As nosediving oil prices pummeled the exploration budgets of oil and gas companies looking to salvage their bottom lines, Canada-based Africa Energy Corp. saw opportunity in a region that had essentially gone unnoticed by the majors.

Building on the expertise of industry veterans that were responsible for basin-opening discoveries in Equatorial Guinea, Ghana, Kenya and Uganda while at Energy Africa and Tullow Oil, Africa Energy targeted frontier regions offshore Namibia and South Africa. Many of those instrumental in these discoveries were previously part of Energy Africa, a South Africa-based company that was sold to Tullow Oil in 2004 for $500 million, before the team left Tullow in 2014 among exploration budget cuts and joined Africa Energy to start again from scratch.

Some might consider it a gamble for a small company—with just over a dozen employees and no producing assets to generate cash flow—to focus on near-term high-impact exploration as the industry recovers from a market downturn. But it is a risk worth taking for Africa Energy.

“The downturn in oil price was really the opportunity,” Africa Energy CEO Garrett Soden told Hart Energy in a recent interview. “This company was formed in 2015 with the contrarian view that it was the right time to build an exploration portfolio while the majors were cutting their exploration budgets.”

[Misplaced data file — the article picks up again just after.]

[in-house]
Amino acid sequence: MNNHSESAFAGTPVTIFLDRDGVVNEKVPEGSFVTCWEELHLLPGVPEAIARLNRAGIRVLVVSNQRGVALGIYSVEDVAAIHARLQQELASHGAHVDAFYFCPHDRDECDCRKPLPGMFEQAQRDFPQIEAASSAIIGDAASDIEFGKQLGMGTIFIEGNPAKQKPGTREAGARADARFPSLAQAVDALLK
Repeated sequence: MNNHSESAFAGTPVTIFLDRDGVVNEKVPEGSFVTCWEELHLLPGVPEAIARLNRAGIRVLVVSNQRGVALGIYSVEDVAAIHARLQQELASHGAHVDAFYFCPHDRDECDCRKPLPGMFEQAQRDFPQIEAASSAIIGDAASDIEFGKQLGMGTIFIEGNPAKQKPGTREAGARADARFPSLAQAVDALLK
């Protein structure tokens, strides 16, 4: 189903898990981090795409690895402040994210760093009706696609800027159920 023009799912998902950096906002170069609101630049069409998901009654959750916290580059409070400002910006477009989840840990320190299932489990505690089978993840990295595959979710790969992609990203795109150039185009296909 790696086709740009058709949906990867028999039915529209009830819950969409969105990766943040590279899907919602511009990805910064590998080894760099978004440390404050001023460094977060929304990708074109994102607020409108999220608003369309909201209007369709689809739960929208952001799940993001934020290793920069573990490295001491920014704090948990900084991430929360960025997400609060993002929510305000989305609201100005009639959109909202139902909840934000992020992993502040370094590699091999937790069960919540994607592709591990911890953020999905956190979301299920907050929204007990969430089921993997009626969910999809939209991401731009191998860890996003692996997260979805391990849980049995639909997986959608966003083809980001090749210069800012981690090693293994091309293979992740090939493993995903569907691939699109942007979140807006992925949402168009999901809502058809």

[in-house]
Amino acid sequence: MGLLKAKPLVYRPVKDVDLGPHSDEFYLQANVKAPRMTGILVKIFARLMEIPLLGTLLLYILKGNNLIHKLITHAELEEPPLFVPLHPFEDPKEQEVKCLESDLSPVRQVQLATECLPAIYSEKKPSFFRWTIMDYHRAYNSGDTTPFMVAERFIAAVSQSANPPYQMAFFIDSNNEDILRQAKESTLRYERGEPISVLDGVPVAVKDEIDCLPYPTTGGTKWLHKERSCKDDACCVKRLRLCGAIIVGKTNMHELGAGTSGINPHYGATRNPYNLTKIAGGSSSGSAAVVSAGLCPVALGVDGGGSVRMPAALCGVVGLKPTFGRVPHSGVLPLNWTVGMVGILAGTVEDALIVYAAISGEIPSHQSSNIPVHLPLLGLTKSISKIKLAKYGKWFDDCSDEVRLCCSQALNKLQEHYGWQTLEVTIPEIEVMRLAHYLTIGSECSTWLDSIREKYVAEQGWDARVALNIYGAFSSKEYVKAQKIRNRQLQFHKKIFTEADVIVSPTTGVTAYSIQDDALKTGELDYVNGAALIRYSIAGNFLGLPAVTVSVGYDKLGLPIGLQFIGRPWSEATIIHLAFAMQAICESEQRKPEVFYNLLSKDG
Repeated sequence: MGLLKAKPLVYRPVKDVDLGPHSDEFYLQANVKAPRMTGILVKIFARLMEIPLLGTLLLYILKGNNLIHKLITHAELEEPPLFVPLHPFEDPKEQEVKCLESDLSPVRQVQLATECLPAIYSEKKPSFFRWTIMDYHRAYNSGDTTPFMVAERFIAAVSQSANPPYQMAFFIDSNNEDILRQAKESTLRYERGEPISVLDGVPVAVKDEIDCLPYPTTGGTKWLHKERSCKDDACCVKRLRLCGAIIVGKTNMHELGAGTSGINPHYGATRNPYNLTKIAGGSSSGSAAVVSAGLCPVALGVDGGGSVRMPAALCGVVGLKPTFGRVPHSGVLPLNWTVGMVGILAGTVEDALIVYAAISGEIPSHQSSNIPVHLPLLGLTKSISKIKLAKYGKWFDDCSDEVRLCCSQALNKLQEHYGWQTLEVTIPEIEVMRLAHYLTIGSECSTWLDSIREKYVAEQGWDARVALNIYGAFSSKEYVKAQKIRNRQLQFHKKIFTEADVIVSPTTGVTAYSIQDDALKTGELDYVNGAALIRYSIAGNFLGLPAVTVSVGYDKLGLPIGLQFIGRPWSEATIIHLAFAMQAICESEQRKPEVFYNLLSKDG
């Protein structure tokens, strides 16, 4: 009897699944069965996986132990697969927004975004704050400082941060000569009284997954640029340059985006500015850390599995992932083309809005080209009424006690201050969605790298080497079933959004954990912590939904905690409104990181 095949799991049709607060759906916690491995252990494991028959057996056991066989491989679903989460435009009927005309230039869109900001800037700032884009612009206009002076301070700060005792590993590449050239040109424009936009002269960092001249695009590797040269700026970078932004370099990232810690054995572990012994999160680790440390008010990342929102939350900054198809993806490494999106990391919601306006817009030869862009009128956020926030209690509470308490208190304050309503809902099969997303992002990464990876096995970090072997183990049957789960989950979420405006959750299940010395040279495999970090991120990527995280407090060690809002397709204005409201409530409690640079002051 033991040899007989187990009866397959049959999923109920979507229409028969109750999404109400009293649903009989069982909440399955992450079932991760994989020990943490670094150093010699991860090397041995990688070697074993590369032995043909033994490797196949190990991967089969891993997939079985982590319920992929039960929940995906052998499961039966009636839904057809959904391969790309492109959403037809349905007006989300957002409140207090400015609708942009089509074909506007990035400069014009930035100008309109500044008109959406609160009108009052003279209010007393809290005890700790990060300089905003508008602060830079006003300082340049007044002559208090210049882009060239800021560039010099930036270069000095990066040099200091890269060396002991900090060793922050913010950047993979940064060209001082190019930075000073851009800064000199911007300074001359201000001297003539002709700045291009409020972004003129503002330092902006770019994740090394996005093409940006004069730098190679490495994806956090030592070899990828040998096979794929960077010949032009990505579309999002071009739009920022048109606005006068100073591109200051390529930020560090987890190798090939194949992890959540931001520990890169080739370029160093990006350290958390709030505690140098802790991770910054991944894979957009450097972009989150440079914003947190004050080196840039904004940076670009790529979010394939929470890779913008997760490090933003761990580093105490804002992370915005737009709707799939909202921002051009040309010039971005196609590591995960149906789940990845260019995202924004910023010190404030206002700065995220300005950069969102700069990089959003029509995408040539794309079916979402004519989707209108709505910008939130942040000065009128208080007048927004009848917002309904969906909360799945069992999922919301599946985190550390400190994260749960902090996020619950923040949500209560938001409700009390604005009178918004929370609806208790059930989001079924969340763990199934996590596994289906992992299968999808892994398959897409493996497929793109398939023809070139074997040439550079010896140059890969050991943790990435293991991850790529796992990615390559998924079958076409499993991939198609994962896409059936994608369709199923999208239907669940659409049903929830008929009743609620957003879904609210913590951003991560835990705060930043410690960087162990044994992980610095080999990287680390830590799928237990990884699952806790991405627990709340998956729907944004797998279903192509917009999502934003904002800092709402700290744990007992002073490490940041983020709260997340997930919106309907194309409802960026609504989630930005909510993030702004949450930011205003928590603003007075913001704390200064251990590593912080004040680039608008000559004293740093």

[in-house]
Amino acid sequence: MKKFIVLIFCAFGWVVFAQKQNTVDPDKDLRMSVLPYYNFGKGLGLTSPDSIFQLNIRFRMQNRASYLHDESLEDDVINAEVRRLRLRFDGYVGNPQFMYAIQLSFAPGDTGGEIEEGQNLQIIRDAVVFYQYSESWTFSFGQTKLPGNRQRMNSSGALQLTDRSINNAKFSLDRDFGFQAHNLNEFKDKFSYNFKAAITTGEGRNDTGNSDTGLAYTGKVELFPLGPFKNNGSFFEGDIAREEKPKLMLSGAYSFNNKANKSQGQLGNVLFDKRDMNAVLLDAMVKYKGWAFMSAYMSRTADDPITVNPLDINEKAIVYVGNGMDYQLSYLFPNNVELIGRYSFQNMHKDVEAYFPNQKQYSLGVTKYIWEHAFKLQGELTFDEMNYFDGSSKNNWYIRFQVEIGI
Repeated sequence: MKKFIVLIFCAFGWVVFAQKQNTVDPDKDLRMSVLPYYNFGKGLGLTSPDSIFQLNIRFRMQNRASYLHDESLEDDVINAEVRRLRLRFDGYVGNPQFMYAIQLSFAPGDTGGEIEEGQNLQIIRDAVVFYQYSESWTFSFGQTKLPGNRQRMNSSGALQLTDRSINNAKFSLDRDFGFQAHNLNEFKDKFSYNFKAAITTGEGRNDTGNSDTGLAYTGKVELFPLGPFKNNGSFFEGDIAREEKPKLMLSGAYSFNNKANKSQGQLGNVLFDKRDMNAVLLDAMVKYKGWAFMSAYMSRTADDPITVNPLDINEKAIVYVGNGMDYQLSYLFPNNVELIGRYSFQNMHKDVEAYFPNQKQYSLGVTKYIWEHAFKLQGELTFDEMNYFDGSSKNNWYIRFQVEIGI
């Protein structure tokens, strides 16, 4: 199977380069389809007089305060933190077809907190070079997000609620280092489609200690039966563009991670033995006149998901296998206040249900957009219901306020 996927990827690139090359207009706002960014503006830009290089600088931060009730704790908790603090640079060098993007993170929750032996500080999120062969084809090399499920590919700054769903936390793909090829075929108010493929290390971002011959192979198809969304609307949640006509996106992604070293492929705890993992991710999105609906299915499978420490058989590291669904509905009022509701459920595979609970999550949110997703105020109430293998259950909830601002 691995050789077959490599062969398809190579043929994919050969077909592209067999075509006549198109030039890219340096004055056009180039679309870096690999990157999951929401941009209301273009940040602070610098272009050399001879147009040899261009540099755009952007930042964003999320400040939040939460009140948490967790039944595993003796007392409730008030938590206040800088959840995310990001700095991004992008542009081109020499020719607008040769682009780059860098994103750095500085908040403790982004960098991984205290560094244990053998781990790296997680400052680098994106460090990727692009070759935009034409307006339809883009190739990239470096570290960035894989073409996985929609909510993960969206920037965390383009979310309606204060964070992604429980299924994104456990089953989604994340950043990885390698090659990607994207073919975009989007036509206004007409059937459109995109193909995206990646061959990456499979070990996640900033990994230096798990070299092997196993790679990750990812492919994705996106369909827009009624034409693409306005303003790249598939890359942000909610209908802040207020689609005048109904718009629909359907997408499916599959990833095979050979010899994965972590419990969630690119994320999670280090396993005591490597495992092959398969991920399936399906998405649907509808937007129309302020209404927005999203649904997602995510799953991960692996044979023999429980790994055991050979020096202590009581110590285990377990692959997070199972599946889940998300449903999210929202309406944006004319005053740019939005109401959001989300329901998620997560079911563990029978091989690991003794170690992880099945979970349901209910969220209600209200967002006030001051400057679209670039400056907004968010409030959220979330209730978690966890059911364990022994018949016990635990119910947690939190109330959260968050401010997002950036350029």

Rig rates were falling and access to acreage was inexpensive, Soden added.

Africa Energy now holds interest in three drill-ready prospects:

  • Block 2B offshore South Africa (90%, operator), a proven oil basin with an existing discovery made by the South African state company Soekor in the 1980s. Africa Energy plans to drill a well on its Gazania prospect—likely in 2019—updip from the existing discovery as it seeks a partner to share costs and risks. Soden described the block as relatively easy to drill and commercialize given its water depth of 150 m and location 25 km offshore;
  • PEL 37 offshore Namibia (10%), where operator Tullow Oil plans to drill the Cormorant prospect in September. Tullow recently contracted the Ocean Rig Poseidon drillship to drill the prospect located in 550 m of water in the Walvis Basin. Another larger prospect, Albatross, could also be drilled; and
  • Block 11B/12B offshore South Africa (4.9%), where operator Total has contracted the Odfjell Deepsea Stavanger semi-submersible rig with plans to drill the large Brulpadda prospect in December.

“I think the key is to build your portfolio and drill wells before a lot of money starts going back into exploration again, before farm-in terms and rig rates become more expensive,” Soden said.